Bohr told Wheeler that it was a pile of crap because it was a pile of crap. In particular, the "splitting of the worlds" made no sense. Even today, in 2018, it makes absolutely no sense and no fan of these Everett ideas can tell you anything whatsoever about the question whether the worlds split at all, when they split, why they split, how many branches there are. You may suggest several answers to each questions, none of them can be completed to a convincing let alone quantitative theory, and in fact, none of them has a significantly greater support among the Everett fans than others. They don't seem to care. ...Motl is correct. I think a lot of people have the misconception that MWI has some way of calculating which worlds or outcomes are more probable, but it has nothing of the kind. MWI does not make any testable predictions.
On top of that, even if you solved these problems in some way, the many worlds theory will have nothing to do with science – with predictions. All predictions of quantum mechanics have the form of probabilities, continuous numbers assigned to possible results of experiments, or their functions or functionals. And no Everett's fan has an idea how these probabilities could be written into the many worlds, or extracted from the many worlds. It's just not possible. If this many world theory predicts something, it's the wrong prediction that all probabilities should be rational – the number of worlds would be the denominator because if several worlds obviously exist, they should be "equally likely". Well, the actual outcomes in quantum mechanics are not. It just doesn't make the slightest sense. And all predictions in quantum mechanics are functions of these continuous probabilities. Because the many worlds philosophy can't be reconciled with the continuous probabilities at all (or it seems to predict wrong probabilities), it can't be reconciled with the predictions as such – it cannot possibly have anything to do with science within the quantum mechanical framework.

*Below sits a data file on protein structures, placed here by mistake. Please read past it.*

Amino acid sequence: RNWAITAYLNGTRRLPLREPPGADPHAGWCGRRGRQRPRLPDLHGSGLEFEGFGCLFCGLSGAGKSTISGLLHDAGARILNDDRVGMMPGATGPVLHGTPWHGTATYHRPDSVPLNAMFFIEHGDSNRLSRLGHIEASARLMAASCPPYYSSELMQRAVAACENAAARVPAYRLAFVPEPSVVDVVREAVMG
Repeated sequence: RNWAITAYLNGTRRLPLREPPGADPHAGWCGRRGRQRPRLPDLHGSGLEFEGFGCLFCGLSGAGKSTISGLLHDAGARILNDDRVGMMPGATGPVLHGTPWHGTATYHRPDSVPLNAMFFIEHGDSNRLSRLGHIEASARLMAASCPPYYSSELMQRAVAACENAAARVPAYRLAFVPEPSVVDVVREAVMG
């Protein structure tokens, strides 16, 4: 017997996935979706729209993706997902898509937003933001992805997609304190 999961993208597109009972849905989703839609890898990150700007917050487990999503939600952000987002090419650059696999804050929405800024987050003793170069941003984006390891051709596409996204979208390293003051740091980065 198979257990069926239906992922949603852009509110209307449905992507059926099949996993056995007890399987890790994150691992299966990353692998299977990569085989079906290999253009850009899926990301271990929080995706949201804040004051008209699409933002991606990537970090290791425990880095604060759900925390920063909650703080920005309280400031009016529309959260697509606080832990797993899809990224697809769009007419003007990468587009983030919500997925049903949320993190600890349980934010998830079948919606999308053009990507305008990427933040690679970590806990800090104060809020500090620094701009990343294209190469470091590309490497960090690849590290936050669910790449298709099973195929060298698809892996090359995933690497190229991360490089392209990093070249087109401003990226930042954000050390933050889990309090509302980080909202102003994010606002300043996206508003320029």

Peter Woit writes:
The calculation [of the spectrum of the hydrogen atom] in Many Worlds is exactly the same textbook calculation as in Copenhagen. It’s the same Schrodinger equation and you solve for its energy eigenvalues the same way. That is the problem: there’s no difference from the standard QM textbook.This is just wrong. There is no known way to do a MWI calculation that matches some real world object like a hydrogen atom.